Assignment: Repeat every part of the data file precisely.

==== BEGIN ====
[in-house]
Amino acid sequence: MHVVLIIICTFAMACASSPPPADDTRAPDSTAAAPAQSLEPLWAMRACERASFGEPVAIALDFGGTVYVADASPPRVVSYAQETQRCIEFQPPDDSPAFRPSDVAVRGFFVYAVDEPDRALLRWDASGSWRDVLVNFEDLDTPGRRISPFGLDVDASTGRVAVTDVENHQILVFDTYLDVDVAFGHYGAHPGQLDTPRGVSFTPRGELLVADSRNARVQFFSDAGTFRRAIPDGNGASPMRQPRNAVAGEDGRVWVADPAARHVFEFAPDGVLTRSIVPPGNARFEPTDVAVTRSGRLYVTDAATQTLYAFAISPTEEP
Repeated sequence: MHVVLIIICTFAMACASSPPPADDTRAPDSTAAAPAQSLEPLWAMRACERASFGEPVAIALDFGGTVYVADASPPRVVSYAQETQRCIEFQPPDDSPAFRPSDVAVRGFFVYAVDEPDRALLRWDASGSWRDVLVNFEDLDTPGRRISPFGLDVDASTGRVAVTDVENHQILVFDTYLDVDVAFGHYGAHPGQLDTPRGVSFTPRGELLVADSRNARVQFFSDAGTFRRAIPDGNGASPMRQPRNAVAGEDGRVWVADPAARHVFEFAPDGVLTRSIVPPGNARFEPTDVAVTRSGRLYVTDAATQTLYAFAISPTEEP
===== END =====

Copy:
[in-house]
Amino acid sequence: MHVVLIIICTFAMACASSPPPADDTRAPDSTAAAPAQSLEPLWAMRACERASFGEPVAIALDFGGTVYVADASPPRVVSYAQETQRCIEFQPPDDSPAFRPSDVAVRGFFVYAVDEPDRALLRWDASGSWRDVLVNFEDLDTPGRRISPFGLDVDASTGRVAVTDVENHQILVFDTYLDVDVAFGHYGAHPGQLDTPRGVSFTPRGELLVADSRNARVQFFSDAGTFRRAIPDGNGASPMRQPRNAVAGEDGRVWVADPAARHVFEFAPDGVLTRSIVPPGNARFEPTDVAVTRSGRLYVTDAATQTLYAFAISPTEEP
Repeated sequence: MHVVLIIICTFAMACASSPPPADDTRAPDSTAAAPAQSLEPLWAMRACERASFGEPVAIALDFGGTVYVADASPPRVVSYAQETQRCIEFQPPDDSPAFRPSDVAVRGFFVYAVDEPDRALLRWDASGSWRDVLVNFEDLDTPGRRISPFGLDVDASTGRVAVTDVENHQILVFDTYLDVDVAFGHYGAHPGQLDTPRGVSFTPRGELLVADSRNARVQFFSDAGTFRRAIPDGNGASPMRQPRNAVAGEDGRVWVADPAARHVFEFAPDGVLTRSIVPPGNARFEPTDVAVTRSGRLYVTDAATQTLYAFAISPTEEP